Aberdeen Asset Management Plc shareholders hoping for something better than Standard Life Plc's takeover offer shouldn't hold their breath. The obstacles to gatecrashing this union between two of Scotland's biggest money managers look high.
At first glance, there are two points of vulnerability. One, Standard Life isn't paying a premium. Two, it expects Aberdeen shareholders to take Standard Life shares in payment. Yet the attractiveness of that paper is diminished by the deal's humdrum strategic logic and poor governance.
The terms reflect Aberdeen's weak negotiating position. The fund manager had been in play for months, yet no other hard offer emerged. Now a deal has been announced, Aberdeen's shares are showing little expectation of a counter-bid.
Imagine an interloper brandishing a cash offer. Including the customary 30 percent-plus control premium, it would value Aberdeen at 4.9 billion pounds. Do-able, on paper at least.
The premium over Aberdeen's undisturbed market value of 3.8 billion pounds would be 1.1 billion pounds. The bidder would have to find about 100 million pounds of annual cost savings to justify that. That would be just 15 percent of Aberdeen's 680 million pounds of annual expenses. Doubtless a really ruthless buyer could cut much more. Plus it might have a strategic reason for wanting to make a bid.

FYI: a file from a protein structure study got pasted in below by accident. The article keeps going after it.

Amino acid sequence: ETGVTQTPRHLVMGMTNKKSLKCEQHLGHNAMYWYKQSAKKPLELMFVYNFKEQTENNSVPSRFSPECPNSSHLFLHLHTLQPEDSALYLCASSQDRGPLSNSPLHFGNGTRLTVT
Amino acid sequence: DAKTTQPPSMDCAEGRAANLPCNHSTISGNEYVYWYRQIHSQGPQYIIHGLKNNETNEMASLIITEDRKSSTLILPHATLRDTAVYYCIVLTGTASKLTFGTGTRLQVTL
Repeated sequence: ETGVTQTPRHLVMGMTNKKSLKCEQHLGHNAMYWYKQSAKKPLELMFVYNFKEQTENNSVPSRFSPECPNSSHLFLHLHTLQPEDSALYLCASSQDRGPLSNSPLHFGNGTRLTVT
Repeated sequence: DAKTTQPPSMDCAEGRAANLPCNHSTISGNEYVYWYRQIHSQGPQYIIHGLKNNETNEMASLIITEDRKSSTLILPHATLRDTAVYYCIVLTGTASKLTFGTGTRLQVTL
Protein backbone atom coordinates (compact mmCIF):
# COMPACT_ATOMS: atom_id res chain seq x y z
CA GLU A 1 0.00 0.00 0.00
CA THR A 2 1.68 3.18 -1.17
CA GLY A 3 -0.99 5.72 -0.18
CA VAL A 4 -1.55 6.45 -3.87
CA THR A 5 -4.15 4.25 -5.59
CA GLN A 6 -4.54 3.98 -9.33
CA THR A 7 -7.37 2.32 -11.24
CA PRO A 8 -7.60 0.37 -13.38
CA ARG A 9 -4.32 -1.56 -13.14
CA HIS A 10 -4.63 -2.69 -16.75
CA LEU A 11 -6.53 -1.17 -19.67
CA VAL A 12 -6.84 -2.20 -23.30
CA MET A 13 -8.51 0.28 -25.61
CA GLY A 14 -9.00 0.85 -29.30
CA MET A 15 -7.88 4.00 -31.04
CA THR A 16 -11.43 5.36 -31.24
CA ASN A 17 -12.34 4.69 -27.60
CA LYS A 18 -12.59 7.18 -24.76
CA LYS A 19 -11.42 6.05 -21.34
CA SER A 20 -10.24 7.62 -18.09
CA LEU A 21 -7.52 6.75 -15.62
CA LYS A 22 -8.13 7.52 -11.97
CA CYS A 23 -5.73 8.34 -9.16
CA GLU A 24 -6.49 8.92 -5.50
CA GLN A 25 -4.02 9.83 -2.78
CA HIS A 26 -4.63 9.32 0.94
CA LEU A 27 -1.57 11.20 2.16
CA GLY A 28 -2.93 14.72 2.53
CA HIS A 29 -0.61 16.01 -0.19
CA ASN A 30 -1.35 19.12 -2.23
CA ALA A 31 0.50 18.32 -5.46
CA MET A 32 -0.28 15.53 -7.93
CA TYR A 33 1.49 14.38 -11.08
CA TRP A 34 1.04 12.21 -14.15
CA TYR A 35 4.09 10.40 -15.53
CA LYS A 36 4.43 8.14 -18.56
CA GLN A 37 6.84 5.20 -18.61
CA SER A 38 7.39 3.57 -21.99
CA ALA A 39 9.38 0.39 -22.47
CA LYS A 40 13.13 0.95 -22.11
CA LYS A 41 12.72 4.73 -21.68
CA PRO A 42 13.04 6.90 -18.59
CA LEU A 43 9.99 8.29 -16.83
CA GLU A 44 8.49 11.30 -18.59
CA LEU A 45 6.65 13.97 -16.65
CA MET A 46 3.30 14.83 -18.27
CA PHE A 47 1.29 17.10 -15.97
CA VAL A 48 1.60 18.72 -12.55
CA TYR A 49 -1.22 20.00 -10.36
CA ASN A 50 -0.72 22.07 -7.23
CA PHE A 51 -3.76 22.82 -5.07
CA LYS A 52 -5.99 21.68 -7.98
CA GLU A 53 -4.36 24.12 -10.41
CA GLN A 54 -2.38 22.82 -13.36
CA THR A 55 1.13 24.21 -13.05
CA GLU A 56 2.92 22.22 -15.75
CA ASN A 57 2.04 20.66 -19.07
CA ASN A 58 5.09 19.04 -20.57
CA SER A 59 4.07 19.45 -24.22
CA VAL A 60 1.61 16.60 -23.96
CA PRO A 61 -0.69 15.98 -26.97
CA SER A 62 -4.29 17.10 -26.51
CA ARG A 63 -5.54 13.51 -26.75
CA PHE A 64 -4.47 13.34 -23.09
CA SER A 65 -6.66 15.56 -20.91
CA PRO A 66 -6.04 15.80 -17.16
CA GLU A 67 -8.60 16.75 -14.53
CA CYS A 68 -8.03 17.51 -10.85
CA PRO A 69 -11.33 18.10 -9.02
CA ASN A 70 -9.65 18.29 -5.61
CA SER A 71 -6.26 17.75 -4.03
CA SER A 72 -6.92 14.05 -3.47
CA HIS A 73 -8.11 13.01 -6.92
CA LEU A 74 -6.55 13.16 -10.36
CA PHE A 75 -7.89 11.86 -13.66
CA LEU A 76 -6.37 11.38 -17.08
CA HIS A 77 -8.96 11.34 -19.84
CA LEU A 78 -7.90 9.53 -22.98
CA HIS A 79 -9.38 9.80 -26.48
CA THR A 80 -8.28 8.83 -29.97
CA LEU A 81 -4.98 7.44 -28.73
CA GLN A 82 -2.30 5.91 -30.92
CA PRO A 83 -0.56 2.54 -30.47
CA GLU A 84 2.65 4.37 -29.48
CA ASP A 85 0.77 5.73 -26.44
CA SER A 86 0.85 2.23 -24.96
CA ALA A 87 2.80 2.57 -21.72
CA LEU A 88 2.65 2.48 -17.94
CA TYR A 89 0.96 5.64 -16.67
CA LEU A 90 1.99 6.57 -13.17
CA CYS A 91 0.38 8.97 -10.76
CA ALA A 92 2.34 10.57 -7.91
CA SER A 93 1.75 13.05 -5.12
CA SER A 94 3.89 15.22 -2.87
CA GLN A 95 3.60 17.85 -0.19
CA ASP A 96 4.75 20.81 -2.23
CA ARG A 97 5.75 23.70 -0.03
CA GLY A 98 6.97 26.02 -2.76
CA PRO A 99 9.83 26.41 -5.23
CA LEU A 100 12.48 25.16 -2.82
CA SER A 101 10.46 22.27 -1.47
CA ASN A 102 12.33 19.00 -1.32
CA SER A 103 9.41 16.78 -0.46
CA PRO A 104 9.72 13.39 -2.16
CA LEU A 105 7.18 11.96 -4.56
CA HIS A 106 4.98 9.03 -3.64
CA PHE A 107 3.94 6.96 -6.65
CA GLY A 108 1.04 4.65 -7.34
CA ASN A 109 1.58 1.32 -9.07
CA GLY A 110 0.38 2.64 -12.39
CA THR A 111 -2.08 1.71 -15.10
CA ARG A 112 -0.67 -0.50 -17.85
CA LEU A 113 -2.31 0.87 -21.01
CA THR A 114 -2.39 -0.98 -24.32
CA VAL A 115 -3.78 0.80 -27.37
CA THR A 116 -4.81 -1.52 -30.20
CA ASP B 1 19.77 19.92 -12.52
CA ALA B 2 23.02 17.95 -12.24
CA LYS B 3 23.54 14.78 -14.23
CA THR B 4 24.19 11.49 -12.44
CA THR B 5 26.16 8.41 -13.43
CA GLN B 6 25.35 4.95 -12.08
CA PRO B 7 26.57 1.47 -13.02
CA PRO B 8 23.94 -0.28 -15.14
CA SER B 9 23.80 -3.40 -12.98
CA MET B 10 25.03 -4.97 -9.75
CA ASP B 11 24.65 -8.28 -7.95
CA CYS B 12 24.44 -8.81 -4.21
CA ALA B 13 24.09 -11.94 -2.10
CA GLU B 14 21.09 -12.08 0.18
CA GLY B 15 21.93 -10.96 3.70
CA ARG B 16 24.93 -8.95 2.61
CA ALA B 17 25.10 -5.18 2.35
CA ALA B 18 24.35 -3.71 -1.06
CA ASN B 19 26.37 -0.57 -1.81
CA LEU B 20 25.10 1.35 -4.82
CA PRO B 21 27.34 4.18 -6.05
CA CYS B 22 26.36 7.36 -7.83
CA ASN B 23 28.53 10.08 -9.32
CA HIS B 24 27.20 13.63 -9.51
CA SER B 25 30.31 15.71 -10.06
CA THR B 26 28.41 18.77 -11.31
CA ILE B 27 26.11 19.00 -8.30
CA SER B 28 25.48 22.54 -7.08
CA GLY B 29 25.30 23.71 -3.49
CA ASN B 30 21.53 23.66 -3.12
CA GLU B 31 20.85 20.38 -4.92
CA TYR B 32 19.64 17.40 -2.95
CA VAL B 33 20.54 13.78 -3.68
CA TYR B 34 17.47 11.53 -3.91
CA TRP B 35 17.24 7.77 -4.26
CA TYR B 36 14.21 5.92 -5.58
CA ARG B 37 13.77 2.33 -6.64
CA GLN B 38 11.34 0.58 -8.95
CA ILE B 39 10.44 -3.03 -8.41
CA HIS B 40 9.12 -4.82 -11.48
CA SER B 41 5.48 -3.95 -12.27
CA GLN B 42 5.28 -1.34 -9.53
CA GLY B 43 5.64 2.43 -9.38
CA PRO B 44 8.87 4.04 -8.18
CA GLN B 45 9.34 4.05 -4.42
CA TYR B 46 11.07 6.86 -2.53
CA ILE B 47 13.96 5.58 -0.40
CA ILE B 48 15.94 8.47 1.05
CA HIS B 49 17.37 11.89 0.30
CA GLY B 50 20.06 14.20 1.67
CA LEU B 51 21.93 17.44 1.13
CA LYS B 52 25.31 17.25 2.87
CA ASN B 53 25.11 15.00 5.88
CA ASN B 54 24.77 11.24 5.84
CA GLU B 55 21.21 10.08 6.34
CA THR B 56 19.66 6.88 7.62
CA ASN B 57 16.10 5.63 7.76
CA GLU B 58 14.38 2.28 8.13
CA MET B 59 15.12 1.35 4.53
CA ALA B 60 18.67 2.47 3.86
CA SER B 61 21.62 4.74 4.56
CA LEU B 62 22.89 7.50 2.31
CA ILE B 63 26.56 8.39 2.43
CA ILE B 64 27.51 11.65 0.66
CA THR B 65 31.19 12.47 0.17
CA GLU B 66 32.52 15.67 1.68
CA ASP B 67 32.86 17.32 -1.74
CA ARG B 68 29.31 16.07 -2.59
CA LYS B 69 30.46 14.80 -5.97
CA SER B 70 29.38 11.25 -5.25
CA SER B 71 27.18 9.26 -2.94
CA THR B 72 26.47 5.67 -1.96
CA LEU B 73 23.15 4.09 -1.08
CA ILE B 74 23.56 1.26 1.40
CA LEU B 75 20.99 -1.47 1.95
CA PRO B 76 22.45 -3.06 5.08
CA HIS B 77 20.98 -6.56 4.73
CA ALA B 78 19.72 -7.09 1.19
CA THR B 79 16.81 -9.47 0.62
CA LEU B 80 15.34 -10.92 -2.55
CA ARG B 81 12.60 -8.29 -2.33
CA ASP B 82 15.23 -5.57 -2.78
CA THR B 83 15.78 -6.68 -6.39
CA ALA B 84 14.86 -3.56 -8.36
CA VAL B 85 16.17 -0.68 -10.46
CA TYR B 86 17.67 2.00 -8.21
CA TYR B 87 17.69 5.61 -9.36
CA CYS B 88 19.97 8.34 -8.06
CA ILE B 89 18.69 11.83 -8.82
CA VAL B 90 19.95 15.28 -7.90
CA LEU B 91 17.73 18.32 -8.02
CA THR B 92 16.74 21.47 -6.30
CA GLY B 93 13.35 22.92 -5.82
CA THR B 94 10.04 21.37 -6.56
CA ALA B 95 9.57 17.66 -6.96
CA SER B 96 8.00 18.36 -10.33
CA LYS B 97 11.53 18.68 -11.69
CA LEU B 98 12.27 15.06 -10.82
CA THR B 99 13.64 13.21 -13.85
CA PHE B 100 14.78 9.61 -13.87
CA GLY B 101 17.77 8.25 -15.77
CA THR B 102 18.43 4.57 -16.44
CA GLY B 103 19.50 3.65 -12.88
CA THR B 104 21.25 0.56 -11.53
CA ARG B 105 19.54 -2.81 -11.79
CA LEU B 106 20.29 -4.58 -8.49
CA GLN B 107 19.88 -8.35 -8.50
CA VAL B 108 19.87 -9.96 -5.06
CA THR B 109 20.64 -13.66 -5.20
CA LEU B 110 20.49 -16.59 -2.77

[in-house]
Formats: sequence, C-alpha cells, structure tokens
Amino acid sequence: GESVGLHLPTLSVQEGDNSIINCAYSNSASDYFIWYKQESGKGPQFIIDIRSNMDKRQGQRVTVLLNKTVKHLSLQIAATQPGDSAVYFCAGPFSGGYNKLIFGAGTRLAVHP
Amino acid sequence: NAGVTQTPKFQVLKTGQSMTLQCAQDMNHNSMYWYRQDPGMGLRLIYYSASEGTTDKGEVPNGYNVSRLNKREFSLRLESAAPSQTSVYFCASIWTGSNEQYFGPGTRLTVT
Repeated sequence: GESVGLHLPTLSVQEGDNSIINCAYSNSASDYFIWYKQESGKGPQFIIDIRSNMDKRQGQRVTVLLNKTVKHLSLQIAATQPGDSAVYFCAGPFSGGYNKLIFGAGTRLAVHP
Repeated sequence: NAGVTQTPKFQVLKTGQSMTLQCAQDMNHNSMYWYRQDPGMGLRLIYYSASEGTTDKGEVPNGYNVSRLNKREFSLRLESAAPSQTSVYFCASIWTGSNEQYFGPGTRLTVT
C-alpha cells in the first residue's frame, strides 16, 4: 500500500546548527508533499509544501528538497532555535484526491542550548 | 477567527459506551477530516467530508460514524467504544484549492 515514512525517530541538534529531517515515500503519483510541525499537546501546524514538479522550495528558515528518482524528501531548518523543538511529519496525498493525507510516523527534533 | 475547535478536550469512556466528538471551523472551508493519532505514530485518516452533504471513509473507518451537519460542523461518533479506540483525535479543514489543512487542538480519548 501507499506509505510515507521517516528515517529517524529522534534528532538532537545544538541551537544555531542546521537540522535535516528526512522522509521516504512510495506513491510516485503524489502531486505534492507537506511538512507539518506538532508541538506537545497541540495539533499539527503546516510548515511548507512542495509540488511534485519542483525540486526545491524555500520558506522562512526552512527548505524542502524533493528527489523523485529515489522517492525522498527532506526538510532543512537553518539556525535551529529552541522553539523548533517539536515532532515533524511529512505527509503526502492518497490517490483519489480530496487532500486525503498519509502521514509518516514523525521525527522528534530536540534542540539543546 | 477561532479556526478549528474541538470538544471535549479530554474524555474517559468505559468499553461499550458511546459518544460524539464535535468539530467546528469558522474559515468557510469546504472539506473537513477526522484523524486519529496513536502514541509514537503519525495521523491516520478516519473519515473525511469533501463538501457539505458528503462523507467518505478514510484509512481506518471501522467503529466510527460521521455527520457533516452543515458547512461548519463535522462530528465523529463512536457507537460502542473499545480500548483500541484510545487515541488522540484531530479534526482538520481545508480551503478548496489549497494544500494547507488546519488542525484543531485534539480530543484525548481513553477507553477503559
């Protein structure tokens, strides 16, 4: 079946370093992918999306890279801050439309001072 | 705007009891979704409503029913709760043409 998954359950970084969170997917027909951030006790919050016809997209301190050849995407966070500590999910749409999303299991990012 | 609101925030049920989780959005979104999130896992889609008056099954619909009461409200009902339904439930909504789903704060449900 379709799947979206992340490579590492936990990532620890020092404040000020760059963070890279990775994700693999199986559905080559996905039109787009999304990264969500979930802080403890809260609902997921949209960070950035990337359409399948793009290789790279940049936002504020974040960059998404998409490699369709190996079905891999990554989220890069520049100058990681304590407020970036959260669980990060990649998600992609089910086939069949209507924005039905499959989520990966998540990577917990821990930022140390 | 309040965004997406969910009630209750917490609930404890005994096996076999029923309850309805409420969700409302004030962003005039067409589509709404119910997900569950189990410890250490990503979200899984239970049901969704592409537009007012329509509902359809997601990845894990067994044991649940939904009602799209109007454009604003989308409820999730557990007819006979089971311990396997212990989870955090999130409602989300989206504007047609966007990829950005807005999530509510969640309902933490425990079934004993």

But consider the reaction from Standard Life. Analysts at RBC Capital Markets reckon it could generate annual savings of as much as 300 million pounds from the deal. These could be worth between two and three billion pounds in today's money. With ownership of the enlarged group split 67 percent to 33 percent, Standard Life shareholders would get two-thirds of this boost. But the deal would still make sense financially for Standard Life if it tilted the ownership split a little more in Aberdeen's favor to see off a counter-bidder.
Changing the terms would prompt a rethink of the governance. If Standard Life were to pay a premium, it would be harder for Aberdeen's Martin Gilbert to share the CEO role with Keith Skeoch, as planned.
Worse, a gatecrasher would struggle with politics. Standard Aberdeen would be a Scottish champion in asset management, providing some cover for the likely job cuts the deal will bring.
An interloper, particularly from overseas, would have no such protection. It might have to offer assurances on jobs, which would then limit the savings it could wring from any deal.
There has to be some risk that Aberdeen attracts rival interest. But the likely outcome would be that Standard Life ends up sharing the spoils more equally than now -- rather than Aberdeen shareholders receiving a sack of cash.
--Gadfly's Elaine He contributed graphics.
This column does not necessarily reflect the opinion of Bloomberg LP and its owners.
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